2018 Winning Participatory Budget Projects

In 2018, nearly 2,100 District 7 residents voted on how to spend more $1 million of their own tax dollars right here in upper Manhattan! The proposals selected by residents will help expand educational opportunities and enhance quality of life for all. Thanks to the many volunteers who spent the last year creating project proposals, organizing neighborhood meetings, and reaching out to members of our community. Without you, we could not have enjoyed another successful year of participatory budgeting.

2018's winning projects included: 

Modernizing Neighborhood Libraries


$200,000 for new computers, printers, wi-fi, projectors, and audio systems in 7th District public libraries

Upgrading Community Parks


$500,000 for new playground turf at PS 125

Investing in our Schools


$200,000 for technology upgrades at MS 54, the Booker T. Washington Middle School (103 West 107th St)


$200,000 for technology upgrades at PS 36 Margaret Douglas School (123 Morningside Drive)

Building Stronger NYCHA Communities 

nycha.png $500,000 for external lighting at Grant Houses

Improving Commutes

bus_icon.png $60,000 for Bus Countdown Clocks along Broadway


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Mark In Action

Mayor Bill de Blasio and City Council members on Friday afternoon announced an agreement on the city's $92.8 billion budget for fiscal 2020, with initiatives to improve health care access at its forefront. The budget includes $26 million to place 200 additional social workers—including 85 working within the city's mental health initiative, ThriveNYC—in public...

Under legislation drafted by the City Council, the de Blasio administration would have to report on its efforts to notify school staff and the students who attended dozens of public schools during the 2001-02 school year that were not far from the World Trade Center site about programs available for...

The city is trying to have tenants sign new leases that only list one official occupant. By Noah Manskar, Patch Staff NEW YORK — New York City is forcing tenants of beleaguered buildings that it owns to sign new leases — and the conditions have raised hackles among lawyers and lawmakers....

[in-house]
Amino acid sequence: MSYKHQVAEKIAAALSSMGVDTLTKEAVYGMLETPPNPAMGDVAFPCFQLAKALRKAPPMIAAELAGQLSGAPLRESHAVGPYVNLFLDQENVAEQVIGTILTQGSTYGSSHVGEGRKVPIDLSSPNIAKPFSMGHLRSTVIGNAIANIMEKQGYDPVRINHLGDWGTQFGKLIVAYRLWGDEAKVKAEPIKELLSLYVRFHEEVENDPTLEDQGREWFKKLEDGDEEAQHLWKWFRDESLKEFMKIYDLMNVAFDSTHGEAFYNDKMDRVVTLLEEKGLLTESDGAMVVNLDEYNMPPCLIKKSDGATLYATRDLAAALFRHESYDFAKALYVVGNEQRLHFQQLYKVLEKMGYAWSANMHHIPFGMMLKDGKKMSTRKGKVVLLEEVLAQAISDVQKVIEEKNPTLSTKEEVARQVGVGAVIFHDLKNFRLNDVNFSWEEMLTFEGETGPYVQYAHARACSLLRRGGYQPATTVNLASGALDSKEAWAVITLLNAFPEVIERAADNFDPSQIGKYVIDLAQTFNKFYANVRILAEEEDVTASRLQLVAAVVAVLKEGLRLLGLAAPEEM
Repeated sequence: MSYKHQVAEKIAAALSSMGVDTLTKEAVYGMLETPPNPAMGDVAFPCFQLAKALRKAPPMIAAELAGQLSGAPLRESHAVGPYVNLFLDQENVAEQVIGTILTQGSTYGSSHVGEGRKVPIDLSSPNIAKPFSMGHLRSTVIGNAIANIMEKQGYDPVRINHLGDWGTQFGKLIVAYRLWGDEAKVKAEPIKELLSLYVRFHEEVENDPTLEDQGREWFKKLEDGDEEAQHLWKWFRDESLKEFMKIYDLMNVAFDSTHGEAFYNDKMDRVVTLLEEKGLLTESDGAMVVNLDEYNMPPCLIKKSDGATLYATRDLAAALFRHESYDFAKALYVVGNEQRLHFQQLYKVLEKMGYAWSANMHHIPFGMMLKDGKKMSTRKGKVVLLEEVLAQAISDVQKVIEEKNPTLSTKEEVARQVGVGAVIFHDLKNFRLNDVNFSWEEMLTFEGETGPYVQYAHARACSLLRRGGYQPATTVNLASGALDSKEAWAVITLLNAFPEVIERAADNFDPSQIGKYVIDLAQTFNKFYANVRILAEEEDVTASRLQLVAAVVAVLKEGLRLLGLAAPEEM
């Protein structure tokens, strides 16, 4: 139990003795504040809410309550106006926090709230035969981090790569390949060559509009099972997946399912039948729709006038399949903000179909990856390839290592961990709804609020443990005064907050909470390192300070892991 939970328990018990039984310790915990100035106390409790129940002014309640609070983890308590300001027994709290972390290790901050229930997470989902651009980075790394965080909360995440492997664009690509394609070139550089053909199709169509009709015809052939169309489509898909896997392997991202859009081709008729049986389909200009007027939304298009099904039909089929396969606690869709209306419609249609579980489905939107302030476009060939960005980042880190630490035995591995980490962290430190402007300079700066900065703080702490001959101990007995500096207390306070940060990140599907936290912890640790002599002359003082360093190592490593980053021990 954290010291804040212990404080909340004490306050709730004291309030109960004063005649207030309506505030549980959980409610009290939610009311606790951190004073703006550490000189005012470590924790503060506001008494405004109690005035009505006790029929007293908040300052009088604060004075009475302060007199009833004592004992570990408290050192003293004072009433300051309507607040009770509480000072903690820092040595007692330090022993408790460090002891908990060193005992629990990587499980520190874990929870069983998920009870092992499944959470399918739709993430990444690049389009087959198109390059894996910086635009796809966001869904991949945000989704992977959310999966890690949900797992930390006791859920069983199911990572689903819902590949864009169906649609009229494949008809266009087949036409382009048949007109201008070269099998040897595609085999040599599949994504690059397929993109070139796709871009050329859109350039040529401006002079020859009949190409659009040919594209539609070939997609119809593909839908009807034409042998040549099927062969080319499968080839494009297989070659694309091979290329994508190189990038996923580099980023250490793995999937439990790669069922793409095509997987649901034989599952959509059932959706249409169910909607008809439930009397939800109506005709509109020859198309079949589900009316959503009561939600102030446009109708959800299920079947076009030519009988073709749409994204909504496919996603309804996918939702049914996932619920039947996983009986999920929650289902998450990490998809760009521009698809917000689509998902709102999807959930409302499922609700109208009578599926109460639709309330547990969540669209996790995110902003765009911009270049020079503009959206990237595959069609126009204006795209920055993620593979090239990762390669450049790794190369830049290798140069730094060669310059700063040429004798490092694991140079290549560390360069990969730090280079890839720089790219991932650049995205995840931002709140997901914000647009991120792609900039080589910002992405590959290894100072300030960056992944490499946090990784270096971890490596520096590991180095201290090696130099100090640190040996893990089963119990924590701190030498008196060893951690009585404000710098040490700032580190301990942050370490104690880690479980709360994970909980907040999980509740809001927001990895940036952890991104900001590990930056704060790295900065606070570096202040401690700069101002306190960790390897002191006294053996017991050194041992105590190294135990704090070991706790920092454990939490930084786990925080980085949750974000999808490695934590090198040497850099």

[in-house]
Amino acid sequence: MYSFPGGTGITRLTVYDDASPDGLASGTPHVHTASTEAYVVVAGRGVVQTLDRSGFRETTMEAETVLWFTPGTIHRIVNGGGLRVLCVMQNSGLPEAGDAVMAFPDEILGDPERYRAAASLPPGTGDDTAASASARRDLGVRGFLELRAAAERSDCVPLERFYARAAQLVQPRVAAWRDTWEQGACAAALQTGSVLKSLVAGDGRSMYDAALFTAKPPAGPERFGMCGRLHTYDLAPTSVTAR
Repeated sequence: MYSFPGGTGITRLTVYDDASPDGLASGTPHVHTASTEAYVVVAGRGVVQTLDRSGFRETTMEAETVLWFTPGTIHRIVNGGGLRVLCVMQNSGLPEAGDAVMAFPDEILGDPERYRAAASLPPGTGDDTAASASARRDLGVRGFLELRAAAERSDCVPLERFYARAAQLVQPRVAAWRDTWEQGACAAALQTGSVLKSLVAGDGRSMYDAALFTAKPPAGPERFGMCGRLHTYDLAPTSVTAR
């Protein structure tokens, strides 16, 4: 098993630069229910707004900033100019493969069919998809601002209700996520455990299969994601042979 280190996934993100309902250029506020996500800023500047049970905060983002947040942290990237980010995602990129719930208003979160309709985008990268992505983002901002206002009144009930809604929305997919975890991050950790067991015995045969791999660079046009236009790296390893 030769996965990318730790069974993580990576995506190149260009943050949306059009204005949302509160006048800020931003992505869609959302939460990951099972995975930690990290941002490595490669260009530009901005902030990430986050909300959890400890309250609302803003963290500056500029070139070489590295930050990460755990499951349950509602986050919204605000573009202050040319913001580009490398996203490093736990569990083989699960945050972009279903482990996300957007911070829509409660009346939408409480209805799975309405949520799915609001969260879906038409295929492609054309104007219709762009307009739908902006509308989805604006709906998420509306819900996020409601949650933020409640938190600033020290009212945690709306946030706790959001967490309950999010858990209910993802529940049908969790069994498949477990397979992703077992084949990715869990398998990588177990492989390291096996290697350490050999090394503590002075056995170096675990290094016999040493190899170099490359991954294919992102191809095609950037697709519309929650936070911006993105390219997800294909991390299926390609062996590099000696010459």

By Brian M. Rosenthal The New York attorney general’s office said Monday it had opened an inquiry into more than a decade of lending practices that left thousands of immigrant taxi drivers in crushing debt, while Mayor Bill de Blasio ordered a separate investigation into the brokers who helped arrange...

City Councilmember Mark Levine has announced the 2019 winners of participatory budgeting in his district, which includes parts of the Upper West Side, Morningside Heights and Washington Heights. The projects to receive funding are: $250,000 for air conditioning upgrades and new water fountains at P.S. 165 Robert E. Simon School...

By Sabrina Mallot Last fall, the City Council introduced a package of 18 bills aimed at preventing tenants from being displaced due to aggressive tactics from landlords like exploitative buyout agreements or nuisance construction. On Wednesday, May 8, all but one passed. They still require the mayor’s signature, but he...

By Eddie Small The hallways of Bronx Housing Court are crowded and chaotic on a typical weekday morning. Lawyers and tenants scurry across the white tile floors and lounge on the worn-down benches of the Grand Concourse building, where occasionally the sound of one person shouting out a name will...

By Elizabeth Kim A collaboration between a group of housing rights advocates has produced the most comprehensive database yet to measure evictions across New York City and identify many of the landlords responsible for them. Three advocacy groups — Right to Counsel NYC Coalition, JustFix.nyc, and the Anti-Eviction Mapping Project —...